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U.S. to seek death penalty in Charleston church shooting

Dylann Roof appears before a judge via video last June. Roof is charged with killing nine people at a historic black church in Charleston, S.C.
(Centralized Bond Hearing Court, Charleston S.C.)

The U.S. Justice Department intends to seek the death penalty against Dylann Roof, the man charged with killing nine black parishioners last year in a church in Charleston, S.C., Atty. Gen. Loretta Lynch said Tuesday.

“The nature of the alleged crime and the resulting harm compelled this decision,” Lynch said in a brief statement that said the department had considered “all relevant factual and legal issues.”

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Roof is awaiting trial on federal hate crime charges in connection with the June 17 shooting at Emanuel AME Church, which contributed to a national conversation about race relations and also led to the removal of a Confederate battle flag from the South Carolina Statehouse grounds.

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Roof is also charged with nine counts of murder in state court, and South Carolina prosecutors have already announced plans to seek the death penalty when he stands trial next year. Solicitor Scarlett Wilson has said she wants her case to be tried first.

Roof, who is white, appeared in photos waving Confederate flags and burning or desecrating U.S. flags, and purportedly wrote of fomenting racial violence. Survivors told police that he hurled racial insults during the attack. He was arrested a day after the shootings when a motorist spotted his Confederate license plate.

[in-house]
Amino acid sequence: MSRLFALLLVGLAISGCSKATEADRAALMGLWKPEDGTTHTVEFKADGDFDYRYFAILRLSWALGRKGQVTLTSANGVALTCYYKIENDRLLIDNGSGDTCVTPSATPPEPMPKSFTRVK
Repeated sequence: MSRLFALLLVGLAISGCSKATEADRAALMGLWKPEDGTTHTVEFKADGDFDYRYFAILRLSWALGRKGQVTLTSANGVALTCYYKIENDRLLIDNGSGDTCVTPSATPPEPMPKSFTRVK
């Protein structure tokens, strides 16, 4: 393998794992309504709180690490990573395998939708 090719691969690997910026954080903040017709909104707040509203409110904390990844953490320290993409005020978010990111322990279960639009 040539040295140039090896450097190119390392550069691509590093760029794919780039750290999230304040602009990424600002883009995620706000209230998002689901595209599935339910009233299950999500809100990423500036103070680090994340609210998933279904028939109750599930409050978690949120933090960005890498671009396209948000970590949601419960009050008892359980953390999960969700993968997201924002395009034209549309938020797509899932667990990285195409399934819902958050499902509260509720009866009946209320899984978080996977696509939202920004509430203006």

Federal prosecutors charged Roof with hate crimes one month after the shooting, saying he was motivated by racial hatred and a desire to commit a “notorious attack” when he opened fire inside the church.

“To carry out these twin goals of fanning racial flames and exacting revenge, Roof further decided to seek out and murder African Americans because of their race,” Lynch said at the time.

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FULL COVERAGE: Gunman kills nine at historic black church in South Carolina

Though the Justice Department says it’s committed to seeking the death penalty, federal executions are exceedingly rare. The last time a federal defendant was put to death was in 2003. And President Obama has said he’s “deeply concerned” about the death penalty’s implementation.

Roof’s attorneys in the federal case have said their client would be willing to plead guilty if the death penalty were not on the table.

Joey Meek, a friend with whom Roof spent time in the days before the shootings, pleaded guilty last month to lying to federal authorities. He has agreed to help with the prosecution against Roof.

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UPDATES:

3:14 p.m.: This article has been updated with more details.

2:41 p.m.: This article has been updated with more background information on the case.

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This article was originally published at 2:33 p.m.


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